WASHINGTON, D. C. – Attorney General Karl A. Racine, along with attorneys general from seven states, announced that several major retailers have agreed to stop using “on-call” shift scheduling following an inquiry by the multi-state coalition of attorneys generals. An estimated 50,000 workers nationwide will benefit from the agreements to end the burdensome scheduling practice, which requires employees to call their employer – typically an hour or two before a scheduled shift – to find out if they will be assigned to work that day.
The District joined the coalition of attorneys general in sending a joint inquiry letter to 13 large retailers in April of this year seeking information and documents related to their use of on-call shifts. In response, five companies (Aeropostale, Carter’s, Disney, PacSun, and Zumiez) reported that they were using on-call shifts. However, after discussions with the state attorneys general, all agreed to stop doing so. None of the retailers are currently using on-call shifts. A sixth retailer, David’s Tea, has also stopped the practice of using on-call shifts.
In addition to ending the use of on-call shifts, four of the companies (Carter’s, Disney, David’s Tea, and Zumiez) committed to providing employees with their work schedules at least one week in advance of the start of the work week. Such advance notice allows employees to plan ahead to cover child care and other obligations.
“On-call scheduling imposes an unfair burden on workers who are often forced to make costly child and parental care arrangements without the certainty that they will, in fact, be needed on the job,” Attorney General Racine said.
These six companies all found alternative staffing methods for addressing unanticipated employee absences or fluctuations in business volume; typically, some kind of pool arrangement has been implemented in lieu of on-call shifts.
The collaboration among attorneys general stemmed from their collective concern about the impact of on-call shifts on employees and their families, as well as the national scope of the retail companies involved.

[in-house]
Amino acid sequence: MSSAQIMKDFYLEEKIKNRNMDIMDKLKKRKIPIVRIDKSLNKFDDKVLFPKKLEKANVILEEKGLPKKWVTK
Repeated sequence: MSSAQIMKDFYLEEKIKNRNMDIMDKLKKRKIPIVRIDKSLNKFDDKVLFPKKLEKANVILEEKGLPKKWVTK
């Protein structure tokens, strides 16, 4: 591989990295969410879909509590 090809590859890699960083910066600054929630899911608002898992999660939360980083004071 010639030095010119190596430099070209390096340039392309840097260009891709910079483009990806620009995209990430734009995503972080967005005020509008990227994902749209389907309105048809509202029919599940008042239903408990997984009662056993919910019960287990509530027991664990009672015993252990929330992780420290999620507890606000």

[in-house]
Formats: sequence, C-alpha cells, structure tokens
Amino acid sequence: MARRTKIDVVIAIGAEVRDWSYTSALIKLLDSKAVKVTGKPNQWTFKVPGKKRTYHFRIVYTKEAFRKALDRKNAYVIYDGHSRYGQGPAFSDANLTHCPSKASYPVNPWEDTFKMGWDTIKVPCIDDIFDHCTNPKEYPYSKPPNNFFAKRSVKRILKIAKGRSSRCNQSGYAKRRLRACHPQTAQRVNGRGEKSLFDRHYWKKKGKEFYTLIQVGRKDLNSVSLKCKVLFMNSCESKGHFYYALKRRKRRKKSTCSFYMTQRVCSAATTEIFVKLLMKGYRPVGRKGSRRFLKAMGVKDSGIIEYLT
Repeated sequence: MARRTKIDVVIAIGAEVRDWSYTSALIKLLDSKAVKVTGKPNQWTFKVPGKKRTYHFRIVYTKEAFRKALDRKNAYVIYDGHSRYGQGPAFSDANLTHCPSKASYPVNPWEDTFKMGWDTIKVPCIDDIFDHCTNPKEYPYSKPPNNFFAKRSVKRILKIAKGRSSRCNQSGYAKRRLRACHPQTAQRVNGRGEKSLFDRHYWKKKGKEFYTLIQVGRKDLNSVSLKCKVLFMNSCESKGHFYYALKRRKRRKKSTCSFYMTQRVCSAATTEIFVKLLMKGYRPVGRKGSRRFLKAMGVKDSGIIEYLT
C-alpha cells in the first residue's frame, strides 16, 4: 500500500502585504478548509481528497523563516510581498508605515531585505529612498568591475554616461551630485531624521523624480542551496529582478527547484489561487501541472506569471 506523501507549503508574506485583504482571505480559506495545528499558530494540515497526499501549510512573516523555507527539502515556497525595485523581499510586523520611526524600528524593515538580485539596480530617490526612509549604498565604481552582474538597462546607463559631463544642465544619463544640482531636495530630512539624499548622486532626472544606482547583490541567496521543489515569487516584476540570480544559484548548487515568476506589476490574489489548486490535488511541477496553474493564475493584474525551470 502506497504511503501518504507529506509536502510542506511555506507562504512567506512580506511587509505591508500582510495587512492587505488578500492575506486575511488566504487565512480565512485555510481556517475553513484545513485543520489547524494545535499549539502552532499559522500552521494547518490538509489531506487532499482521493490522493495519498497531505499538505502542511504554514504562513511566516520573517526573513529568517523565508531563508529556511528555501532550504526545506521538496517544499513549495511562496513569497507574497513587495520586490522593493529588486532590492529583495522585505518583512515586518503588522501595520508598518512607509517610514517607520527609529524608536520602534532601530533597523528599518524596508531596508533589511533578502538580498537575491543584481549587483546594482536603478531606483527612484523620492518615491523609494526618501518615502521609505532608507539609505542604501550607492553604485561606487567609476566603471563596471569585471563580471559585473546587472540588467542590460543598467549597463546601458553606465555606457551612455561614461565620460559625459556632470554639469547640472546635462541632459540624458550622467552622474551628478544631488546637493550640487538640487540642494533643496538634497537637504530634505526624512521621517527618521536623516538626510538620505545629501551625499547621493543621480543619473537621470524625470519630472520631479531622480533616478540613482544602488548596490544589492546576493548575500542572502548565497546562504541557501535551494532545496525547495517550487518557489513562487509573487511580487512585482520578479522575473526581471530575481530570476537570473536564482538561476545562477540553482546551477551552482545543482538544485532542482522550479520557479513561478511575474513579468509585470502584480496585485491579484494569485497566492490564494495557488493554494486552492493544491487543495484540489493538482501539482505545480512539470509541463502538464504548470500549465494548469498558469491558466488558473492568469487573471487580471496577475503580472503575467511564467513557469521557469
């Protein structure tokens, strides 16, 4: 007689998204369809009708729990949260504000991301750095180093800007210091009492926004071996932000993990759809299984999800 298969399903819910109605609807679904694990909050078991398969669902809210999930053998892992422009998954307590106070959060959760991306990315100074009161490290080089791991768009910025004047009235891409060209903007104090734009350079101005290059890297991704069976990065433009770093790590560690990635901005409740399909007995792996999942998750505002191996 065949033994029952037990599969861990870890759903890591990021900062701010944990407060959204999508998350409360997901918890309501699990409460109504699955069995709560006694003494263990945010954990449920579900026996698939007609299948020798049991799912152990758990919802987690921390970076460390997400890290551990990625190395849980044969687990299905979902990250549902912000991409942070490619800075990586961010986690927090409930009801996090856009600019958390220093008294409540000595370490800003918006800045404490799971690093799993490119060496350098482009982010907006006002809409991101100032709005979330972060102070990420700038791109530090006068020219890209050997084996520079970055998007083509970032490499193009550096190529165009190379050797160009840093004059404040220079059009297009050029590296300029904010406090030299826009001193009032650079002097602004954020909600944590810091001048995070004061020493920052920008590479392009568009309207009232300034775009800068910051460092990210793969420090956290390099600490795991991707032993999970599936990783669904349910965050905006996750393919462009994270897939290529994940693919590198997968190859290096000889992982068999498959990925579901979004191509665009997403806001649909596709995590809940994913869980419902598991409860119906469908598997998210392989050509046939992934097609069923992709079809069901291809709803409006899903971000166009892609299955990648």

The April letter from the attorneys general states, “Unpredictable work schedules take a toll on employees. Without the security of a definite work schedule, workers who must be ‘on call’ have difficulty making reliable childcare and elder-care arrangements, encounter obstacles in pursuing an education, and in general experience higher incidences of adverse health effects, overall stress, and strain on family life than workers who enjoy the stability of knowing their schedules reasonably in advance.”
It continues, “Our letter today is prompted by the concerns outlined above and by our shared interest in the well-being of workers nationwide,” and notes that certain states have laws regarding reporting or call in pay laws applicable within those jurisdictions.
District law requires employers to pay employees who report for work on a given day but are not assigned any work at least four hours of regular wages. “The employer shall pay the employee for at least four (4) hours for each day on which the employee reports for work under general or specific instructions but is given no work or is given less than four hours of work, except that if the employee is regularly scheduled for less than four hours a day, such employee shall be paid for the hours regularly scheduled. The minimum daily wage shall be calculated as follows: payment at the employee's regular rate for the hours worked, plus payment at the minimum wage for the hours not worked, as described above.” 7 D.C.M.R. § 907.1.
The letters were signed by representatives of the attorneys general of California, Connecticut, the District of Columbia, Illinois, Maryland, Massachusetts, Minnesota, New York, and Rhode Island. Several offices signed only letters to retailers located within their respective jurisdictions.